Book of Mormon
Book of Mormon
The Book of Mormon is a foundational sacred text for the Church of Jesus Christ of Latter-day Saints (whose members are commonly called "Mormons," after the book itself). Mormonism was organized as a religion after Joseph Smith, the movement's founder, published the Book of Mormon in upstate New York in 1830. Smith claimed to have been led by an angel to a cache of buried golden plates, which contained a record of the former inhabitants of the American continent. He was then given the ability and the tools to translate the record from its language, called Reformed Egyptian, into English. Today the Book of Mormon is one of four chief texts accepted as scripture by Latter-day Saints (LDS). The others are the Bible (both the Old and the New Testaments), the Doctrine and Covenants (revelations from God to Joseph Smith and other church leaders, mostly in the nineteenth century), and the Pearl of Great Price (a collection of other revelations to, and writings of, Joseph Smith).
The Book of Mormon begins with the story of Lehi, an ancient prophet in Jerusalem who fled that city shortly before its destruction in the early sixth century b.c.e. Lehi followed God's directions to build a ship and take his family across the Atlantic Ocean to the Americas. Problems arose, however, when his sons Nephi and Laman took up arms against each other, beginning a blood feud that would last for centuries. Nephi's descendants (the Nephites) are generally depicted in the Book of Mormon as righteous and civilized, while their opponents, the Lamanites (after Nephi's brother Laman), are often caricatured as savage heathens.
Much of the book describes warfare and cycles of destruction, but a significant portion preaches of the peace that will come when the Redeemer, Jesus Christ, visits America. The Book of Mormon claims that Christ visited America for the three days between his death and resurrection, and that he preached and taught among the Nephites. For two centuries after his visit, the Nephites and the Lamanites were able to live in harmony, but eventually they reinstituted their former battles. In about the year 421 c.e., a prophet named Moroni wrote that he was the last of the Nephites left to preserve the sacred record of their history. According to Mormon belief, Moroni sealed up the record, which we call the Book of Mormon, and buried it in the earth so it would be preserved from the Lamanites. This same Moroni was the angel who appeared to Joseph Smith in 1823 and instructed him about where to find the record.
Controversies over Authorship
Latter-day Saints believe that the Book of Mormon is a compilation of the writings of many ancient prophets over the span of nearly a thousand years. Yet many critics in the nineteenth century ridiculed Joseph Smith's claim to have found and translated a "golden Bible." Some claimed that Smith wrote it himself, while others tried to prove that he had plagiarized the book from existing sources. To counter such charges, Smith published the Book of Mormon with affidavits attesting to its miraculous origins; a total of eleven witnesses testified that they had seen the golden plates from which the book was translated. These testimonies still appear at the beginning of every printed copy of the Book of Mormon.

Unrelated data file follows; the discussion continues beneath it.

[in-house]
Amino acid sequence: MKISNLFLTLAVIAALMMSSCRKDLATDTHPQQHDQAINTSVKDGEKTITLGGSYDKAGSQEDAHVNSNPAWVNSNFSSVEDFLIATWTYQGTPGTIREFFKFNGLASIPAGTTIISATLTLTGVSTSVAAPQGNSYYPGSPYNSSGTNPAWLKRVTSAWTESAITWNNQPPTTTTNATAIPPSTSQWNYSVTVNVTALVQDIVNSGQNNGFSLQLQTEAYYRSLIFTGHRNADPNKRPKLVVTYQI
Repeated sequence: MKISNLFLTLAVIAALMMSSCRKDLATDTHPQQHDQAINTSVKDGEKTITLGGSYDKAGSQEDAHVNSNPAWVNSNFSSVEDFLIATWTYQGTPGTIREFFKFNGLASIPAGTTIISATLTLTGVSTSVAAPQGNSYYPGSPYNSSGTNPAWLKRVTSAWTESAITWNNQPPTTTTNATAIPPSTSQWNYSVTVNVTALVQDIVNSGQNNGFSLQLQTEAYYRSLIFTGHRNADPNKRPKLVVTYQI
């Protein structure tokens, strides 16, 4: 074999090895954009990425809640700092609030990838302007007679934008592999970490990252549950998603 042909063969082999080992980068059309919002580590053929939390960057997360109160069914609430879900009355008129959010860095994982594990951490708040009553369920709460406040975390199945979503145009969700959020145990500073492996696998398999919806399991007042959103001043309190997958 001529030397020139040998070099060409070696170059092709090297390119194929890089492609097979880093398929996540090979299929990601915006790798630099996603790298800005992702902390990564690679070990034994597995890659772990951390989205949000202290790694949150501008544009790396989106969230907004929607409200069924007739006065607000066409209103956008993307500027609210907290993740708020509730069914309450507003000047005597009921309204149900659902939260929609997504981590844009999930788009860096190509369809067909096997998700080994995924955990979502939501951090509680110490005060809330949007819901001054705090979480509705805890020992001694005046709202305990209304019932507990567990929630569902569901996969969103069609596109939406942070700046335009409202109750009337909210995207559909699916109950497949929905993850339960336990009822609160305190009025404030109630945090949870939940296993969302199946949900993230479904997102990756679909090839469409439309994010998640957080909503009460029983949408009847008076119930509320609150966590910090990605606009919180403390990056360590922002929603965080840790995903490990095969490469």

The Book of Mormon is more of a historical record than a theological work. Many of the core beliefs of contemporary Mormonism, such as eternal marriage and temple worship, are not mentioned in the book. Yet some of the historical legacies from the book have influenced Mormon theology and practice. For example, Mormons believe that contemporary Native Americans and indigenous peoples are the literal descendants of the Lamanites of the Book of Mormon. The first Mormon missionaries were sent by Joseph Smith to Missouri to try to convert some of these "lost" Lamanites and return them to the fold. More recently, Mormons have attempted to reclaim the Native Americans as Book of Mormon peoples. In the 1960s and 1970s, hundreds of Navajo children were bused away from their reservation and placed with LDS foster families during the school year, to assist in their education and to instruct them in the Mormon faith.
The Book of Mormon is extremely important to contemporary Latter-day Saints, who consider it the most perfect book on earth. In the 1980s, LDS prophet and president Ezra Taft Benson initiated a sort of renaissance by encouraging church members to read the Book of Mormon daily. The book is used heavily in the church's extensive missionary outreach, with missionaries offering free copies and instruction to anyone investigating the church. This instantly recognizable dark blue missionary copy received a face-lift in the early 1980s with its new subtitle "Another Testament of Jesus Christ." The 1990s have seen a heightened emphasis on the book's Christ-centeredness and its message of Christ as the redeemer of humankind.
Benson, Ezra Taft. Beware ofPride:TheBookofMormon:Keystone of Our Religion. 1998.
Bushman, Richard. JosephSmith andtheBeginningsofMormonism. 1984.
Shipps, Jan. Mormonism: TheStoryofa NewReligiousTradition. 1985.
Jana Kathryn Riess
"Book of Mormon." Contemporary American Religion. . Encyclopedia.com. (January 21, 2019). https://www.encyclopedia.com/religion/legal-and-political-magazines/book-mormon
"Book of Mormon." Contemporary American Religion. . Retrieved January 21, 2019 from Encyclopedia.com: https://www.encyclopedia.com/religion/legal-and-political-magazines/book-mormon
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